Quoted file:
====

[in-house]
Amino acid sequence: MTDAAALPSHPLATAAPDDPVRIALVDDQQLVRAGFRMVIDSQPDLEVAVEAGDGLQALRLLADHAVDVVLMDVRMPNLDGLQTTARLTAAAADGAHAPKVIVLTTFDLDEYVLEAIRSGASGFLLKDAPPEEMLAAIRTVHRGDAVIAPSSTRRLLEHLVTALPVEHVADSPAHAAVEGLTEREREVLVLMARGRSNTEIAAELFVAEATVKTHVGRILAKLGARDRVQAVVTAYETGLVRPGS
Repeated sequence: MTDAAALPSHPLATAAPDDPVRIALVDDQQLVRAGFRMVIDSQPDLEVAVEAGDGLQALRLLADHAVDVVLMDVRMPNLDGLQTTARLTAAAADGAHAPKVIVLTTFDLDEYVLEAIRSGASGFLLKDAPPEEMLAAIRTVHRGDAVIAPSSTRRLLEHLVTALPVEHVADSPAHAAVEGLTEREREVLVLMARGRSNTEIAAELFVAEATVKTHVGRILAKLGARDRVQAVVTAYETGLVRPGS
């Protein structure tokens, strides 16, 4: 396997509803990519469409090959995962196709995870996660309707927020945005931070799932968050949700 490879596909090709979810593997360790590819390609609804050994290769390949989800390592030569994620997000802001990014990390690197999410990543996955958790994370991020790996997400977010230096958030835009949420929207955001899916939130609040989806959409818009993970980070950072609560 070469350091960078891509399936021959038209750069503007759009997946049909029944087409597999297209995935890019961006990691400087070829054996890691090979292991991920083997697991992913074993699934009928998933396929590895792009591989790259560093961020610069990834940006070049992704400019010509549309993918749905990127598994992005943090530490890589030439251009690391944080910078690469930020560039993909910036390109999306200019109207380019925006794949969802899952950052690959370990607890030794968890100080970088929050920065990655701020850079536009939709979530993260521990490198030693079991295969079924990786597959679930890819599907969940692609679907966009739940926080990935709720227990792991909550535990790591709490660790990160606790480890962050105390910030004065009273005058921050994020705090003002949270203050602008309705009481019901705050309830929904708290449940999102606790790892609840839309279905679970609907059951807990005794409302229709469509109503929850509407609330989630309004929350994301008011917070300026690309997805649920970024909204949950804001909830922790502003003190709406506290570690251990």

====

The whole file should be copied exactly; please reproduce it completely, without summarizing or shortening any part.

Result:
[in-house]
Amino acid sequence: MTDAAALPSHPLATAAPDDPVRIALVDDQQLVRAGFRMVIDSQPDLEVAVEAGDGLQALRLLADHAVDVVLMDVRMPNLDGLQTTARLTAAAADGAHAPKVIVLTTFDLDEYVLEAIRSGASGFLLKDAPPEEMLAAIRTVHRGDAVIAPSSTRRLLEHLVTALPVEHVADSPAHAAVEGLTEREREVLVLMARGRSNTEIAAELFVAEATVKTHVGRILAKLGARDRVQAVVTAYETGLVRPGS
Repeated sequence: MTDAAALPSHPLATAAPDDPVRIALVDDQQLVRAGFRMVIDSQPDLEVAVEAGDGLQALRLLADHAVDVVLMDVRMPNLDGLQTTARLTAAAADGAHAPKVIVLTTFDLDEYVLEAIRSGASGFLLKDAPPEEMLAAIRTVHRGDAVIAPSSTRRLLEHLVTALPVEHVADSPAHAAVEGLTEREREVLVLMARGRSNTEIAAELFVAEATVKTHVGRILAKLGARDRVQAVVTAYETGLVRPGS
């Protein structure tokens, strides 16, 4: 396997509803990519469409090959995962196709995870996660309707927020945005931070799932968050949700 490879596909090709979810593997360790590819390609609804050994290769390949989800390592030569994620997000802001990014990390690197999410990543996955958790994370991020790996997400977010230096958030835009949420929207955001899916939130609040989806959409818009993970980070950072609560 070469350091960078891509399936021959038209750069503007759009997946049909029944087409597999297209995935890019961006990691400087070829054996890691090979292991991920083997697991992913074993699934009928998933396929590895792009591989790259560093961020610069990834940006070049992704400019010509549309993918749905990127598994992005943090530490890589030439251009690391944080910078690469930020560039993909910036390109999306200019109207380019925006794949969802899952950052690959370990607890030794968890100080970088929050920065990655701020850079536009939709979530993260521990490198030693079991295969079924990786597959679930890819599907969940692609679907966009739940926080990935709720227990792991909550535990790591709490660790990160606790480890962050105390910030004065009273005058921050994020705090003002949270203050602008309705009481019901705050309830929904708290449940999102606790790892609840839309279905679970609907059951807990005794409302229709469509109503929850509407609330989630309004929350994301008011917070300026690309997805649920970024909204949950804001909830922790502003003190709406506290570690251990």